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Holocaust Denial on Trial
The past few years have seen a number of demonstration projects arrive on the Internet for use as pedagogical tools in college-level instruction. One such project is the Holocaust Denial on Trial site, developed as part of Emory University's Witness to the Holocaust Program and the Institute for Jewish Studies. Visitors unfamiliar with the case will want to begin with the background section, which outlines the nature of the case, along with answering some basic questions about the participants in the trial. The site contains literally hundreds of primary documents related to the widely discussed British court case in which David Irving (a British Holocaust denier) sued Professor Deborah Lipstadt and her British publisher for libel. The site begins with the complete text of the judgment against Irving, and follows with full-text transcripts spanning from the January 2000 opening statements to closing remarks in March 2000. This site provides an in-depth look into one of the most riveting court trials regarding the nature of Holocaust scholarship (and libel), as well as serving as a well-conceived online educational tool. [KMG]
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Do Public Expenditures Improve Child Outcomes in the US?: A Comparison Across Fifty States [.pdf]
Written by Kristen Harknett and her colleagues at Princeton University's Center for Research on Child Wellbeing, this working paper examines the effects of public expenditures on child outcomes across the United States. The outcomes analyzed in the paper include child health and mortality, standardized test scores, child poverty, and adolescent behavior. Building on recent scholarship, the researchers estimate public expenditures on children across more than thirty social programs and tax credits in 1996. The second section of the paper reviews prior research in the field, while the third section describes their data and methods. The authors conclude that "the returns on investments in children are both broad and impressive." The tables referenced within the paper are attached to the conclusion of the document for those interested in taking a look at their definitions and data. [KMG]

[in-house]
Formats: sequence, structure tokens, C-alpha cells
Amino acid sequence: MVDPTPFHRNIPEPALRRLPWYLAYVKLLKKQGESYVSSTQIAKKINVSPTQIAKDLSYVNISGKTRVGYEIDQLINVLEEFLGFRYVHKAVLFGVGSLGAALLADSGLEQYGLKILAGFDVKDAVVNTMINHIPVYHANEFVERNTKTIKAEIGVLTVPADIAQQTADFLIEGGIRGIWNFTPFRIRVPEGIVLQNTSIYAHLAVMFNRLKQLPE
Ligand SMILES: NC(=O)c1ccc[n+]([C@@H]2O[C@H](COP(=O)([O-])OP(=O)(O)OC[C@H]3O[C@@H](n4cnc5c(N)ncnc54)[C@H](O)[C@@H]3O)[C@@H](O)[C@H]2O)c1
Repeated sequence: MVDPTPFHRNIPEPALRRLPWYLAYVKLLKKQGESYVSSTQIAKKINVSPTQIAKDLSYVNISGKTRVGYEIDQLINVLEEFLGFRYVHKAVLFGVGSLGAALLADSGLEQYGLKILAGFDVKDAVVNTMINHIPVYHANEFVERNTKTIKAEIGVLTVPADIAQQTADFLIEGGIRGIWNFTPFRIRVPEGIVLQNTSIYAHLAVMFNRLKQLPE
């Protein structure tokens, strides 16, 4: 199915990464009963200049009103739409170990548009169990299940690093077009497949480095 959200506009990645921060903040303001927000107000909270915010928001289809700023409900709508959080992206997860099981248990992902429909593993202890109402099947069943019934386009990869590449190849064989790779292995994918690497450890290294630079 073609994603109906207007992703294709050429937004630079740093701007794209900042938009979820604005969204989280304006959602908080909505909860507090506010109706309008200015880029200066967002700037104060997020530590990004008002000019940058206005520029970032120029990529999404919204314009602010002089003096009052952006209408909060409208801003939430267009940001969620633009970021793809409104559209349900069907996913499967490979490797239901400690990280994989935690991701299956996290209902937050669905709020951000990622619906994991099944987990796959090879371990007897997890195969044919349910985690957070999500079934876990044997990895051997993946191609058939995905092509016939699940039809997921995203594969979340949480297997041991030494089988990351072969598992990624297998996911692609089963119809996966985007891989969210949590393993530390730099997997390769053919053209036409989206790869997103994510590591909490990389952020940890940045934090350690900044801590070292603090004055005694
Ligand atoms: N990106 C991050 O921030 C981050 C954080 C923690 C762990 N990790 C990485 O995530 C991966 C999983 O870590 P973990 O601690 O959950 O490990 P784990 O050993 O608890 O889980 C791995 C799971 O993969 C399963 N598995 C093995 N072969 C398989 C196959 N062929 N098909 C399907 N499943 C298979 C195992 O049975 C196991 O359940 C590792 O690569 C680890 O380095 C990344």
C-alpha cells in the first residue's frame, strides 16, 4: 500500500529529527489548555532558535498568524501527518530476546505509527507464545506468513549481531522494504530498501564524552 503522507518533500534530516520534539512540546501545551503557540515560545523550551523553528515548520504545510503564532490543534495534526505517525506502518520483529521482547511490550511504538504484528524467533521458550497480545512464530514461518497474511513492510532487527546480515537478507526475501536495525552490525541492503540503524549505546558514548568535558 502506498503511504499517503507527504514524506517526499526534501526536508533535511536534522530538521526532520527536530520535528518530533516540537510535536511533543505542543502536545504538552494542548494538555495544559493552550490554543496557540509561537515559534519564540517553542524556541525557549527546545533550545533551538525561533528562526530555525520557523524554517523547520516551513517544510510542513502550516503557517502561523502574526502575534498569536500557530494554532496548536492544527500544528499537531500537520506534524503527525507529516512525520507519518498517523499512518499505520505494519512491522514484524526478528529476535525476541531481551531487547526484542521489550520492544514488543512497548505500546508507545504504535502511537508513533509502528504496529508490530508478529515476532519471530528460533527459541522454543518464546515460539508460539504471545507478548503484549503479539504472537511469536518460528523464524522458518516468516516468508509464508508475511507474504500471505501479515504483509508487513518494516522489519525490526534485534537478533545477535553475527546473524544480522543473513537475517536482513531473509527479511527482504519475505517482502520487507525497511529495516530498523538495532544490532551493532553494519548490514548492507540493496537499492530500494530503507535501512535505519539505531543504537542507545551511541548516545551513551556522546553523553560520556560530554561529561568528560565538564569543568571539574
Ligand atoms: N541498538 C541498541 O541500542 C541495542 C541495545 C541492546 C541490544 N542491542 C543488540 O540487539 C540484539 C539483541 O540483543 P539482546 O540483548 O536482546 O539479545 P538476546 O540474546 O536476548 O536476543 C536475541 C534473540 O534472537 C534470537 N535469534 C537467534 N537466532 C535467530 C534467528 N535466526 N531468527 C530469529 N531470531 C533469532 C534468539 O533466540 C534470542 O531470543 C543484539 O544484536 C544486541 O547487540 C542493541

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Jainism: Jain Principles, Tradition, and Practices
With over 4 million adherents (most of whom live in India and across Southeast Asia), Jainism is one of the world's oldest religions. Developed and maintained by Professor Yashwant K. Malaiya of Colorado State University, this site contains a number of links that will be quite helpful to those seeking to learn more about this religion that places a premium on non-violence, reverence for all life, and the freedom from attachment to material things. Persons looking for a broad overview of Jainism will want to browse through some of the links contained in the Introduction section, as many of them lead to sites that outline the basic tenets of the faith. Other sections of the site contain links to its key texts, regional organizations, and vegetarianism. Overall, this is a helpful compendium of links for persons hoping to learn more about Jainism. [KMG]
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The Paul Bowles Web Site